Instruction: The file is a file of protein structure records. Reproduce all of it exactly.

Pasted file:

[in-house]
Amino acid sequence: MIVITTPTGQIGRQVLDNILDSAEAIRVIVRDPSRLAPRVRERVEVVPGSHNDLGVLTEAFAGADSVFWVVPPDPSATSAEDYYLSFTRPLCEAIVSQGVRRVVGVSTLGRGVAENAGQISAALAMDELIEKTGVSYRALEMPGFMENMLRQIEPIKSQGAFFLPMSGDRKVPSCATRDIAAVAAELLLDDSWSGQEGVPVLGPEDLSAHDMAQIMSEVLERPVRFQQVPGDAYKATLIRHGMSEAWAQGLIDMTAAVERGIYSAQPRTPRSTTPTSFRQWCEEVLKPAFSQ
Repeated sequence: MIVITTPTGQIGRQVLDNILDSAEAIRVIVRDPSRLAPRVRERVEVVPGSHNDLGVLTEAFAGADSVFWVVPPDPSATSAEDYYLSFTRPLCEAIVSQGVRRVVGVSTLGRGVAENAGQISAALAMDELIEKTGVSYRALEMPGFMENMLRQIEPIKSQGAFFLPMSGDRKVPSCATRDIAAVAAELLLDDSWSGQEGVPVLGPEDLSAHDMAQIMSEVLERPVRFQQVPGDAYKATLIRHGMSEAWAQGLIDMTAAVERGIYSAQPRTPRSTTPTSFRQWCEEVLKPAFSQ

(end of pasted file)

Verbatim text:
[in-house]
Amino acid sequence: MIVITTPTGQIGRQVLDNILDSAEAIRVIVRDPSRLAPRVRERVEVVPGSHNDLGVLTEAFAGADSVFWVVPPDPSATSAEDYYLSFTRPLCEAIVSQGVRRVVGVSTLGRGVAENAGQISAALAMDELIEKTGVSYRALEMPGFMENMLRQIEPIKSQGAFFLPMSGDRKVPSCATRDIAAVAAELLLDDSWSGQEGVPVLGPEDLSAHDMAQIMSEVLERPVRFQQVPGDAYKATLIRHGMSEAWAQGLIDMTAAVERGIYSAQPRTPRSTTPTSFRQWCEEVLKPAFSQ
Repeated sequence: MIVITTPTGQIGRQVLDNILDSAEAIRVIVRDPSRLAPRVRERVEVVPGSHNDLGVLTEAFAGADSVFWVVPPDPSATSAEDYYLSFTRPLCEAIVSQGVRRVVGVSTLGRGVAENAGQISAALAMDELIEKTGVSYRALEMPGFMENMLRQIEPIKSQGAFFLPMSGDRKVPSCATRDIAAVAAELLLDDSWSGQEGVPVLGPEDLSAHDMAQIMSEVLERPVRFQQVPGDAYKATLIRHGMSEAWAQGLIDMTAAVERGIYSAQPRTPRSTTPTSFRQWCEEVLKPAFSQ